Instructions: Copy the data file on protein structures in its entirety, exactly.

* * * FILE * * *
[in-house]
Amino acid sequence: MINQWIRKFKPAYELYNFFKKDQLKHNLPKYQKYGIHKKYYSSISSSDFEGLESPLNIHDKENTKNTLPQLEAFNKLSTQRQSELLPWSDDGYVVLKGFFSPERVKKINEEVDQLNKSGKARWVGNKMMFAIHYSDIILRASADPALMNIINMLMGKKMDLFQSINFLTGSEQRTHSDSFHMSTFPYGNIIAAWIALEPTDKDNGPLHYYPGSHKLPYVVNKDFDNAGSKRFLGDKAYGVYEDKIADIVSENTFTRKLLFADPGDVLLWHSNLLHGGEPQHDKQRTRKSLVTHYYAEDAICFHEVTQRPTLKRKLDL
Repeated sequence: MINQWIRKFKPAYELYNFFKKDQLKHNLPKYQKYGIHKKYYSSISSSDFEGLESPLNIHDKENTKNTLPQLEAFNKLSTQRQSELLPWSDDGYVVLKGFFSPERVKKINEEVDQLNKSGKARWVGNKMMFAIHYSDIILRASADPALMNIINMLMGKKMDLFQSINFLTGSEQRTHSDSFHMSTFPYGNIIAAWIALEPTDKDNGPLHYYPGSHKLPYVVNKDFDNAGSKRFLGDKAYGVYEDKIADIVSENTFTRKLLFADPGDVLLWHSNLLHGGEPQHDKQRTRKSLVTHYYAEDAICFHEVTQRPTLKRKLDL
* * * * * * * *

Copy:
[in-house]
Amino acid sequence: MINQWIRKFKPAYELYNFFKKDQLKHNLPKYQKYGIHKKYYSSISSSDFEGLESPLNIHDKENTKNTLPQLEAFNKLSTQRQSELLPWSDDGYVVLKGFFSPERVKKINEEVDQLNKSGKARWVGNKMMFAIHYSDIILRASADPALMNIINMLMGKKMDLFQSINFLTGSEQRTHSDSFHMSTFPYGNIIAAWIALEPTDKDNGPLHYYPGSHKLPYVVNKDFDNAGSKRFLGDKAYGVYEDKIADIVSENTFTRKLLFADPGDVLLWHSNLLHGGEPQHDKQRTRKSLVTHYYAEDAICFHEVTQRPTLKRKLDL
Repeated sequence: MINQWIRKFKPAYELYNFFKKDQLKHNLPKYQKYGIHKKYYSSISSSDFEGLESPLNIHDKENTKNTLPQLEAFNKLSTQRQSELLPWSDDGYVVLKGFFSPERVKKINEEVDQLNKSGKARWVGNKMMFAIHYSDIILRASADPALMNIINMLMGKKMDLFQSINFLTGSEQRTHSDSFHMSTFPYGNIIAAWIALEPTDKDNGPLHYYPGSHKLPYVVNKDFDNAGSKRFLGDKAYGVYEDKIADIVSENTFTRKLLFADPGDVLLWHSNLLHGGEPQHDKQRTRKSLVTHYYAEDAICFHEVTQRPTLKRKLDL